JJ: Have you ever been concerned that Susie Greene promotes a Jewish princess stereotype?
SE: Yes and no. Whatever scene I’m in, I try to make her a real person, and I always hope that if something has an emotional reality to it, it’s not a stereotype. That being said, I am a Jewish woman and I’m playing this other certain type of Jewish woman, and there is cliché in there.
JJ: How does your persona as a stand-up comic differ from your character on “Curb”?
SE: “Curb” is Susie Greene, and my standup is me, so it’s about the things in my life, my children, my mother, and all of my previous years of being single and dating.
Actually, none of us on “Curb” are anything like our characters. Larry is very kind and sweet and thoughtful, and while TV Larry alienates everyone and treats people like a jerk, real Larry really cares about if he hurt somebody’s feelings and how people respond. And he has this incredibly joyous laugh, which is nice, except he’s ruined some of my best takes by getting the giggles, because he loves to be yelled at.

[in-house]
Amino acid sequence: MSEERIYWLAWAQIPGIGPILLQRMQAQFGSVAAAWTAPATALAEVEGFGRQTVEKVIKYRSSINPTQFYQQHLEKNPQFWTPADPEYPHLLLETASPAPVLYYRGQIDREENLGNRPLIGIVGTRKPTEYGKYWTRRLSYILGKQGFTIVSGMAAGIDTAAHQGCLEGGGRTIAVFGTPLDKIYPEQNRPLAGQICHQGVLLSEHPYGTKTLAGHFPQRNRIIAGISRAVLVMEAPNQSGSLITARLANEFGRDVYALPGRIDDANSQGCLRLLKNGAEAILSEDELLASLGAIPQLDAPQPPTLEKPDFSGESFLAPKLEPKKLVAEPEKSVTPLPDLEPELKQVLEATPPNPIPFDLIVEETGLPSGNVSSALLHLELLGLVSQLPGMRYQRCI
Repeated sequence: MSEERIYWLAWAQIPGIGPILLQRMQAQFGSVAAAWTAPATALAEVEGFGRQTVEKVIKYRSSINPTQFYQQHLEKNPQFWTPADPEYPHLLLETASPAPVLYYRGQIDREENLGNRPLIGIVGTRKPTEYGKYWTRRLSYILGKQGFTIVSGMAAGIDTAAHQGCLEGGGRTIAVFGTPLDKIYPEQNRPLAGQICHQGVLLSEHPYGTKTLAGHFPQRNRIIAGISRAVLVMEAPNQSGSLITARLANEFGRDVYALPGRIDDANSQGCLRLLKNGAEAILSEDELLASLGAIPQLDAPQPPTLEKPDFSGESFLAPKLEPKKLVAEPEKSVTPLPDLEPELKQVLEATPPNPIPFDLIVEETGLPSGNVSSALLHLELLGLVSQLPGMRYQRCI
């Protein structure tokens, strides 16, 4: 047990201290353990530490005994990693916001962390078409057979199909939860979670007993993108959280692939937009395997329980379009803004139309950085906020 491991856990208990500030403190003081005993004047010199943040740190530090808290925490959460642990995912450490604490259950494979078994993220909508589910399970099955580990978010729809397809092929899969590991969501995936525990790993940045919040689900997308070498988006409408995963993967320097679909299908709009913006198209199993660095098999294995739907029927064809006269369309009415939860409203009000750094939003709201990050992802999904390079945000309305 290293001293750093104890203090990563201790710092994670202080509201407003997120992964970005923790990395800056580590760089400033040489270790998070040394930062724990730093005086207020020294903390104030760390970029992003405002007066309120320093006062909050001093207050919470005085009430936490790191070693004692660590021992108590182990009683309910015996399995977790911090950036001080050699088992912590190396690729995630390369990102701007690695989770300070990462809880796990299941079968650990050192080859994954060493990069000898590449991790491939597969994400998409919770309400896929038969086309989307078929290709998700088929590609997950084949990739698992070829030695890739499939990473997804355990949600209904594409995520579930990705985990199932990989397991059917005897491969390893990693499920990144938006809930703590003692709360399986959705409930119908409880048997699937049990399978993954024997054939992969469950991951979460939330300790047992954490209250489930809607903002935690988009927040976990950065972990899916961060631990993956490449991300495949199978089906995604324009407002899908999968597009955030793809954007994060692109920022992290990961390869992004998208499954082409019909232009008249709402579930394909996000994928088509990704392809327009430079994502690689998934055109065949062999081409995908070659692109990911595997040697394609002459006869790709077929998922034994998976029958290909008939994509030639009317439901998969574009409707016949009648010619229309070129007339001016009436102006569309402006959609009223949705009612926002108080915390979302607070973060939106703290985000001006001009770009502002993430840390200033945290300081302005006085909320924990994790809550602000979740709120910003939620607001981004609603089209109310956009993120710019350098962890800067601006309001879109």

JJ: Your character of Gilda in “Putzel” is like the anti-Susie Greene. She’s so vulnerable, even heartbreaking.
SE: That’s why I took the part, because people get really confused, and they think I’m Susie Greene, and I’m not! Gilda has nothing in common with Susie Greene. She’s very loving and devastated to find that her husband is cheating on her; she doesn’t even think it’s possible for him to cheat on her, and he’s kind of a nasty guy. I had to figure out why she’s with him, and I think that’s because she’s an accepting person; she really loves him with all his faults.
JJ: How did you prepare for some of the more devastating scenes in the film?
SE: I had to focus on what Gilda’s situation would feel like; it’s not a place I necessarily wanted to go, because I didn’t really want to experience what I would feel like if I caught my husband cheating on me. But as an actor you have to go to those places, otherwise [viewers] don’t feel the character’s pain.
JJ: There are rumors that a season nine of “Curb” isn’t out of the question.
SE: I could play Susie Greene for the rest of my life. We have a great time; we laugh all day long. It’s the best job I’ve ever had. It’s my dream job.